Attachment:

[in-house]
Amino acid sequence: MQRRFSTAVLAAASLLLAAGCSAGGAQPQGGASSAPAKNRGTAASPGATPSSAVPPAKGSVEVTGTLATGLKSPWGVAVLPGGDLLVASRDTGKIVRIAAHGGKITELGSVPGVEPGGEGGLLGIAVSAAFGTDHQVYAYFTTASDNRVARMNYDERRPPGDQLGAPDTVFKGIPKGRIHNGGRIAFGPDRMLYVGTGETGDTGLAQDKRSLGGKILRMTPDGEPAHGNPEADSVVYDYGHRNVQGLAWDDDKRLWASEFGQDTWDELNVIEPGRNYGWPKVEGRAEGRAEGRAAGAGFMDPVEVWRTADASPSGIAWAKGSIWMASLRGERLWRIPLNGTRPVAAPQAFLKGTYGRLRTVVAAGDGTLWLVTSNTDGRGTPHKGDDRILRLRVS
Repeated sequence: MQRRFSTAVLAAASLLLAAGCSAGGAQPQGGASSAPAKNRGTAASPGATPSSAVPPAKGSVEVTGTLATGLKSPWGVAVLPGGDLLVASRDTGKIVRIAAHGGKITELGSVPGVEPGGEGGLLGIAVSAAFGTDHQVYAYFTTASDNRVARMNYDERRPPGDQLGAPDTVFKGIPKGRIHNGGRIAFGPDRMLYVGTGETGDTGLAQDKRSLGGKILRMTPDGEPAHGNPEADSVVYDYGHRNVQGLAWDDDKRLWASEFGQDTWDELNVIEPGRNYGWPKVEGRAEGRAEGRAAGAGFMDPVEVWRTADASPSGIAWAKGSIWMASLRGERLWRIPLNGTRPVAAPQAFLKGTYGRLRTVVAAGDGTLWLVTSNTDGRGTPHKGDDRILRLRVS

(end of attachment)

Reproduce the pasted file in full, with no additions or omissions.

[in-house]
Amino acid sequence: MQRRFSTAVLAAASLLLAAGCSAGGAQPQGGASSAPAKNRGTAASPGATPSSAVPPAKGSVEVTGTLATGLKSPWGVAVLPGGDLLVASRDTGKIVRIAAHGGKITELGSVPGVEPGGEGGLLGIAVSAAFGTDHQVYAYFTTASDNRVARMNYDERRPPGDQLGAPDTVFKGIPKGRIHNGGRIAFGPDRMLYVGTGETGDTGLAQDKRSLGGKILRMTPDGEPAHGNPEADSVVYDYGHRNVQGLAWDDDKRLWASEFGQDTWDELNVIEPGRNYGWPKVEGRAEGRAEGRAAGAGFMDPVEVWRTADASPSGIAWAKGSIWMASLRGERLWRIPLNGTRPVAAPQAFLKGTYGRLRTVVAAGDGTLWLVTSNTDGRGTPHKGDDRILRLRVS
Repeated sequence: MQRRFSTAVLAAASLLLAAGCSAGGAQPQGGASSAPAKNRGTAASPGATPSSAVPPAKGSVEVTGTLATGLKSPWGVAVLPGGDLLVASRDTGKIVRIAAHGGKITELGSVPGVEPGGEGGLLGIAVSAAFGTDHQVYAYFTTASDNRVARMNYDERRPPGDQLGAPDTVFKGIPKGRIHNGGRIAFGPDRMLYVGTGETGDTGLAQDKRSLGGKILRMTPDGEPAHGNPEADSVVYDYGHRNVQGLAWDDDKRLWASEFGQDTWDELNVIEPGRNYGWPKVEGRAEGRAEGRAAGAGFMDPVEVWRTADASPSGIAWAKGSIWMASLRGERLWRIPLNGTRPVAAPQAFLKGTYGRLRTVVAAGDGTLWLVTSNTDGRGTPHKGDDRILRLRVS